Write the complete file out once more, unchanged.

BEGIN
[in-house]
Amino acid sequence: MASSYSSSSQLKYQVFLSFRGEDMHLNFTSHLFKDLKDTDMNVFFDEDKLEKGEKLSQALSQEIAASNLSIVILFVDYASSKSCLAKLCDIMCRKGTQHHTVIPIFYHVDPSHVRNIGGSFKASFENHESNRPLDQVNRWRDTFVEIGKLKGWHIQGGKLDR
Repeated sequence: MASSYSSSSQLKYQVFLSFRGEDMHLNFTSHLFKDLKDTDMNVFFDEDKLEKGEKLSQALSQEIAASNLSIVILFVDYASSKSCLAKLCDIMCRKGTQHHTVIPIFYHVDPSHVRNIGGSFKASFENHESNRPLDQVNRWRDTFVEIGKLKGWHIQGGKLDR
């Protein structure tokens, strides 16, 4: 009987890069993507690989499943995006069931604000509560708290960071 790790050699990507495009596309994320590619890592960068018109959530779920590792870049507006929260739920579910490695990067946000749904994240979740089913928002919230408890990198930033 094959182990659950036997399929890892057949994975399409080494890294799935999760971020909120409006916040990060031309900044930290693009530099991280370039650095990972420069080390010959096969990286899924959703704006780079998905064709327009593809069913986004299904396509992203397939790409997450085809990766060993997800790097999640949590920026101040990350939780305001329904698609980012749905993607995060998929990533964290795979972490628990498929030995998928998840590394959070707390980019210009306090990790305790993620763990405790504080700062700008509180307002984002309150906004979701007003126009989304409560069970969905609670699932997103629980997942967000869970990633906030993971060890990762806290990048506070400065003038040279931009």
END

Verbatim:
[in-house]
Amino acid sequence: MASSYSSSSQLKYQVFLSFRGEDMHLNFTSHLFKDLKDTDMNVFFDEDKLEKGEKLSQALSQEIAASNLSIVILFVDYASSKSCLAKLCDIMCRKGTQHHTVIPIFYHVDPSHVRNIGGSFKASFENHESNRPLDQVNRWRDTFVEIGKLKGWHIQGGKLDR
Repeated sequence: MASSYSSSSQLKYQVFLSFRGEDMHLNFTSHLFKDLKDTDMNVFFDEDKLEKGEKLSQALSQEIAASNLSIVILFVDYASSKSCLAKLCDIMCRKGTQHHTVIPIFYHVDPSHVRNIGGSFKASFENHESNRPLDQVNRWRDTFVEIGKLKGWHIQGGKLDR
């Protein structure tokens, strides 16, 4: 009987890069993507690989499943995006069931604000509560708290960071 790790050699990507495009596309994320590619890592960068018109959530779920590792870049507006929260739920579910490695990067946000749904994240979740089913928002919230408890990198930033 094959182990659950036997399929890892057949994975399409080494890294799935999760971020909120409006916040990060031309900044930290693009530099991280370039650095990972420069080390010959096969990286899924959703704006780079998905064709327009593809069913986004299904396509992203397939790409997450085809990766060993997800790097999640949590920026101040990350939780305001329904698609980012749905993607995060998929990533964290795979972490628990498929030995998928998840590394959070707390980019210009306090990790305790993620763990405790504080700062700008509180307002984002309150906004979701007003126009989304409560069970969905609670699932997103629980997942967000869970990633906030993971060890990762806290990048506070400065003038040279931009």